npm Blog (Archive)

The npm blog has been discontinued.

Updates from the npm team are now published on the GitHub Blog and the GitHub Changelog.

npm Convos: Capital One

Q. Hi! Can you state your name, what you do, and/or what your company does?

A. My name is Joe Hanley, and I am a full-stack software engineer at Capital One. We’re a bank, a credit card company, and a financial services provider, but we like to think of ourselves as a data and technology company at heart. I work in our San Francisco office on an internal tool that we use to track our interactions with other companies.

How’s your day going?

My day is going great so far! I just got into the office an hour ago and started working on a bug we discovered yesterday. I’m pretty excited to finish that up and get the fix into production, since afterwards I’ll get to work on some super cool pilot work for Amazon Neptune.

Tell me the story of npm at your company. What specific problem did you have that npm solved?

npm is in use all over Capital One! A quick search of our private Github shows over 9000 package.json files at the root level of a repo. My current team uses npm as our package manager for every component our project — our Angular front end, our orchestration layer, our Node.js backend, our NativeScript mobile app, and all of our Lambda microservices. We love npm for a few reasons. 

First, using package-lock lets us ensure that all of our team members  are working off the same version of each package, so we don’t run into unexpected compatibility issues. 

Second, since we use npm on all of our projects, it is super easy for new team members to get each of components running locally. Once they’ve gotten one component set up and working, the rest are simple to run. Third (and maybe most importantly), npm works well with our enterprise environment. It works with our corporate proxy and we can easily switch it between our private registry and the public one as needed.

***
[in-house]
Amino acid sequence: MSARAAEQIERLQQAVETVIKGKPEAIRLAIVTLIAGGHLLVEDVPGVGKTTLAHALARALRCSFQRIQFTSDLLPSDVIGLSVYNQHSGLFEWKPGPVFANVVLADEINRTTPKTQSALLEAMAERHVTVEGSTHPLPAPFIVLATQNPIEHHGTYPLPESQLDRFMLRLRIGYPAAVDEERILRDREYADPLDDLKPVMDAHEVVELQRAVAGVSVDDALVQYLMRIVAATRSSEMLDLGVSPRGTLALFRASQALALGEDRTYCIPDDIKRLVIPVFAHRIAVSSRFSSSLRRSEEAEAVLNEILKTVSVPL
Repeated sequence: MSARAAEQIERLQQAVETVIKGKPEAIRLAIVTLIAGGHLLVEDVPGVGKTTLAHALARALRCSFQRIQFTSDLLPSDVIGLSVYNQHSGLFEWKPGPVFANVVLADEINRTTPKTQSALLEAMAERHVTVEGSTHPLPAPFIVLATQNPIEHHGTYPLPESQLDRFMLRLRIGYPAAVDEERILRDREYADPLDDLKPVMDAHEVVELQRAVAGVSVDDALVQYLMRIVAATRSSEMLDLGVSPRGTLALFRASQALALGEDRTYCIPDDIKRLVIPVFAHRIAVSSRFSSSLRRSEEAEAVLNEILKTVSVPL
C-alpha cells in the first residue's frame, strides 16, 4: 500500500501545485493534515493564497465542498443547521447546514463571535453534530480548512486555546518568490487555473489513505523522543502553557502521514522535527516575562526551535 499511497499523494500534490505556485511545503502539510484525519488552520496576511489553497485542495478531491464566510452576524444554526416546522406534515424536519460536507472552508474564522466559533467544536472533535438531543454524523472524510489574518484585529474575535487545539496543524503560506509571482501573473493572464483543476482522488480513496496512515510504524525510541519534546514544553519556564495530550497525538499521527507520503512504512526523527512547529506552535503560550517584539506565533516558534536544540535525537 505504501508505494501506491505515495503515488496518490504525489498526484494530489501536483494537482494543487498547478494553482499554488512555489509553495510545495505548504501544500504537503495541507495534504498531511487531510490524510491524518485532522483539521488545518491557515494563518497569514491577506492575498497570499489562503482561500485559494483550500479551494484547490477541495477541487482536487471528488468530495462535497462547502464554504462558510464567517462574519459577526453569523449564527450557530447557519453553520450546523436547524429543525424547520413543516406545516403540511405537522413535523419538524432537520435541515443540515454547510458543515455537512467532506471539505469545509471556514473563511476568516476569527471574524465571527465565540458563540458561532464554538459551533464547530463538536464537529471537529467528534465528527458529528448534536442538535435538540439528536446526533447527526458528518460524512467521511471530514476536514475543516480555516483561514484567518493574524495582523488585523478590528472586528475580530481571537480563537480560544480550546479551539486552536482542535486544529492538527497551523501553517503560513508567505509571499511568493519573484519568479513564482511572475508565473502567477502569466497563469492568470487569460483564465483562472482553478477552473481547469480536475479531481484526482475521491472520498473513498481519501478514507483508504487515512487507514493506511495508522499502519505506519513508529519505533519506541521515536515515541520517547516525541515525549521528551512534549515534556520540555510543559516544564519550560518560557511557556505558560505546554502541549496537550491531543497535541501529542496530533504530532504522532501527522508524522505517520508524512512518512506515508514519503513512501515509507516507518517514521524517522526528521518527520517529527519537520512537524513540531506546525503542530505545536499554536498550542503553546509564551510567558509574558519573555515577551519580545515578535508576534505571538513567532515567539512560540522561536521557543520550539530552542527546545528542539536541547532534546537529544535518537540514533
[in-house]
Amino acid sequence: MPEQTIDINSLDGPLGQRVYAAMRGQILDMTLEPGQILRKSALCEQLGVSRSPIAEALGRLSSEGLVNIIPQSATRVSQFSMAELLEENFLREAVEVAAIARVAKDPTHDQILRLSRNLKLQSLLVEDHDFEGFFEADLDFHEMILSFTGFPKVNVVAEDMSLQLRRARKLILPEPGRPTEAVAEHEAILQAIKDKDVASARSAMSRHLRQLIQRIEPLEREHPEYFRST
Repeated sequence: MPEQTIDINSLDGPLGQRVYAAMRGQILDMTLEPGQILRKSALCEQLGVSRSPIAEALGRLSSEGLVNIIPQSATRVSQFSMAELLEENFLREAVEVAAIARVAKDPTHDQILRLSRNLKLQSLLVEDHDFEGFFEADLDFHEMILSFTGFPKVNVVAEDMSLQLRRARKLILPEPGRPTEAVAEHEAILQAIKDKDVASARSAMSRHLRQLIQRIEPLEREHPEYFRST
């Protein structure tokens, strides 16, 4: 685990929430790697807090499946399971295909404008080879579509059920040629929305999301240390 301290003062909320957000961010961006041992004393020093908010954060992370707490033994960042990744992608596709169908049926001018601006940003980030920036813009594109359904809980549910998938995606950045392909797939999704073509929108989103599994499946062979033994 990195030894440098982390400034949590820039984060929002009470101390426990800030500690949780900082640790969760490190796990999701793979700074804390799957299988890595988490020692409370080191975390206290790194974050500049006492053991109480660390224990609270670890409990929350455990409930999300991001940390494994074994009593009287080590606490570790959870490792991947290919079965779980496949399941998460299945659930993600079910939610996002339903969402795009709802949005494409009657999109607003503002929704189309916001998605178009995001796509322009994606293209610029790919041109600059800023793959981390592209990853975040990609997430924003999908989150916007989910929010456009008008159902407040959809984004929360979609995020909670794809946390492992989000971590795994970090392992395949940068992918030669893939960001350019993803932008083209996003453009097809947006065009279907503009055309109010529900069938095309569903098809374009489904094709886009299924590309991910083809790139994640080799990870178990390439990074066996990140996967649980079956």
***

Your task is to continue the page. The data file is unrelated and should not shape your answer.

To people who are unsure what they could use npm for — how would you explain the use case?

npm is great for any JavaScript based project where you want to use external packages in your code. We use it for all sorts of front end web projects, Node.js APIs, and cross-compiling mobile apps. It also great if you want to let other developers use your code in their own projects.

How’s the day to day experience of using npm?

My day to day experience with npm is very positive. I very rarely have issues with it, even when switching versions using nvm. One part of the experience that I really like is how easy it is to find new packages. Often, I’ll start Googling for a solution to a problem that’s facing me, and the first result will be a npm registry page for a package that does exactly what I need!

Would you recommend that another org or company use npm and why?

Absolutely. npm does exactly what you need a package manager to, and it does it without much friction. Additionally, it is widely known among web developers, so many new hires will already be super comfortable with it. Finally, it is flexible enough to accommodate most security requirements — as a bank, Capital One has super stringent security needs, and we are able to fit npm into our ecosystem easily.

Any cool npm stuff your company has done publicly that you’d like to promote?

Capital One has started open sourcing a bunch of the tools that we’ve developed while running a modern, technology focused banking and credit card company, and a ton of them are built using npm. Check them out here.